Zillow has become a fast-growing favorite for many prospective homeowners. The site boasts thousands of homes in several locations with data and statistics to make a smooth home selling and buying process for many individuals.
One of Zillow’s notable features is its Zestimate tool — Zillow’s estimate of a home’s market value. As the market fluctuates, many people have looked to the Zestimate to find the valuation of homes. Unfortunately, this tool isn’t entirely accurate. We asked a real estate expert to weigh in on this topic to resolve our concerns about Zestimate.
Zestimate is Zillow’s well-known home valuation estimator. The tool is meant to provide prospective buyers with an estimation of what the home may be worth, and the goal is to create transparency in the market that encourages sellers to set fair prices. The estimator also highlights how the home’s property value may increase in the coming years, as well as estimated payments buyers can expect to pay once all documentation is signed and the house is transferred over to them.
Homes are evaluated on three core aspects. With this data, Zillow’s Zestimate creates an estimation of how much the home might be worth.
First, the algorithm looks at the home’s features. Things like square footage, location, lot size, number of bedrooms, and other amenities are assessed and considered for the final value.
Market data is also taken into account. Depending on other properties in the area, list pricing and days on the market will affect the home’s overall value.
Taxes and prior sales
There are several other factors not listed on the market that also need to be considered. This data will include tax assessment and prior sales to determine the best value for the home.
Unfortunately, Zillow’s Zestimate tool has room for error, and Zillow acknowledges that their estimator isn’t always accurate. After all, the Zestimator can only make a guess based on the data given. The more data available on a home, the more precise the Zestimate is liable to be.
We spoke to leading Naples real estate agent, Dennis Bowers of The Bowers Group, to get a professional opinion on Zestimate.
Bowers explained that Zestimate has many inaccuracies since “the data pulled to calculate the Zestimate is computer generated.” He further elaborated that “the system does not take into account current market conditions and market demands,” such as the effects of the pandemic on communities and the limited inventory available for buyers.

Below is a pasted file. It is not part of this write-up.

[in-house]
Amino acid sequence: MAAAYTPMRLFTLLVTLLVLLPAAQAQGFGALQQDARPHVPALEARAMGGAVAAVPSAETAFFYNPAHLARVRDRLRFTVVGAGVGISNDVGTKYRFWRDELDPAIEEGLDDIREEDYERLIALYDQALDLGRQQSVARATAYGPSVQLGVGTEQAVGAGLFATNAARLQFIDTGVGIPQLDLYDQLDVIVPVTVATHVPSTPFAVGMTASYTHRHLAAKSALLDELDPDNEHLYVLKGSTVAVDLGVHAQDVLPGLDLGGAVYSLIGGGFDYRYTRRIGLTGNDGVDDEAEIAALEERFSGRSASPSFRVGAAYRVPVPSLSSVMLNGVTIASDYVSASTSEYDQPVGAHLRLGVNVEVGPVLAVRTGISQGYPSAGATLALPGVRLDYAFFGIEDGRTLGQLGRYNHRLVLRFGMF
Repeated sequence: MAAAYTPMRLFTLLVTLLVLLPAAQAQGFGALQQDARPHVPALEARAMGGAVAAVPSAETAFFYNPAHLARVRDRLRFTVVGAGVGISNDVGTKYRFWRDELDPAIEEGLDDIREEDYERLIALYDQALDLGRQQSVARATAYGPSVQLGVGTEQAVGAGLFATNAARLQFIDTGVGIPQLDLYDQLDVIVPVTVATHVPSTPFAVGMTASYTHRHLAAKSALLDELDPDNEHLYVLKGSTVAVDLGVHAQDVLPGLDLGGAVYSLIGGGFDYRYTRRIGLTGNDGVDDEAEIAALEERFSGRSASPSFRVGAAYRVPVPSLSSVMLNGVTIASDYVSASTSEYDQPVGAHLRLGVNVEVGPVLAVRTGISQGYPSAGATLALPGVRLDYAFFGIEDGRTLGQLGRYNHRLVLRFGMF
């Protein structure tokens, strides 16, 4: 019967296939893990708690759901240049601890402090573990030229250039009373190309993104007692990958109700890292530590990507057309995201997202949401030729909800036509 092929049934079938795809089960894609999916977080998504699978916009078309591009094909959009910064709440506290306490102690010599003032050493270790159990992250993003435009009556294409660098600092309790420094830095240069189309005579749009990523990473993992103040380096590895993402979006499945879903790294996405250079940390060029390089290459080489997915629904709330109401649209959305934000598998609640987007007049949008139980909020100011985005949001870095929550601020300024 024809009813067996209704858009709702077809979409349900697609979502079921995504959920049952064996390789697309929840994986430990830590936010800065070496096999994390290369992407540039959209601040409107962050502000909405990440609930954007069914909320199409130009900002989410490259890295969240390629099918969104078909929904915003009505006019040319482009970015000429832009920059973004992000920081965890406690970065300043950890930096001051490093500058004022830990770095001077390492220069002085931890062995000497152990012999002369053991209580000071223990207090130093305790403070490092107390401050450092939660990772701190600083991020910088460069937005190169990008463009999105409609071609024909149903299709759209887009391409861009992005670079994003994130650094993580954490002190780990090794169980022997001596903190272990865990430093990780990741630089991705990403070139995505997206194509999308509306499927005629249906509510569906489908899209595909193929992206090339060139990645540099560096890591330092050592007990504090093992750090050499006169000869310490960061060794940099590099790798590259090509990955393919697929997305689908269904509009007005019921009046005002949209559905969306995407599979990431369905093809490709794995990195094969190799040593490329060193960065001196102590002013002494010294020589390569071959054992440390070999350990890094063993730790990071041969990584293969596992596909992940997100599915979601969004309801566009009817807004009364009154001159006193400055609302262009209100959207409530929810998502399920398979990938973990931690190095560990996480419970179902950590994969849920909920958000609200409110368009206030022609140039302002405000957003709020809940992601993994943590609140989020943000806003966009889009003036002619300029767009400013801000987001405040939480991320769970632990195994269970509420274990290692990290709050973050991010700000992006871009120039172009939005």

“Renovations, upgrades, and interior finishes all play a factor in the home’s value. A home with a new roof, new hurricane impact windows and doors, and new appliances or designer finishes is going to sell for more than one without. Zestimates don’t have access to this kind of information, thus it is not factored in.”
Since the Zestimate tool doesn’t factor in this vital information, it’s important to speak with your realtor about your home’s estimated value. While homeowners can input this data on Zillow, cross-referencing with a professional can save you money in the long run and prevent any overlooked errors.
According to Bowers, the best home valuation tools will be real estate agents themselves. If you want a near-accurate estimate on a home you are interested in, it’s best to gather your real estate agent’s professional opinion.
When looking for the most accurate home value, you should consider the home’s features, market data, and overall market history. Ask your realtor for a complete breakdown of homes you’re interested in before you ever make your first offer.
Besides speaking to a live realtor, you might also consider trying online calculators from your local real estate company. While not every business has a tool to evaluate the prices of homes in your neighborhood, the digital age has urged many local realtors to provide online estimations if possible.
Getting the right value for your home shouldn’t be a stressful process, and it’s important to know what tools you can trust. It’s always best to reach out to an agent for an in-depth valuation of a home you are interested in. This will benefit you and your family in the long term and allow for a better approach to home value estimators.
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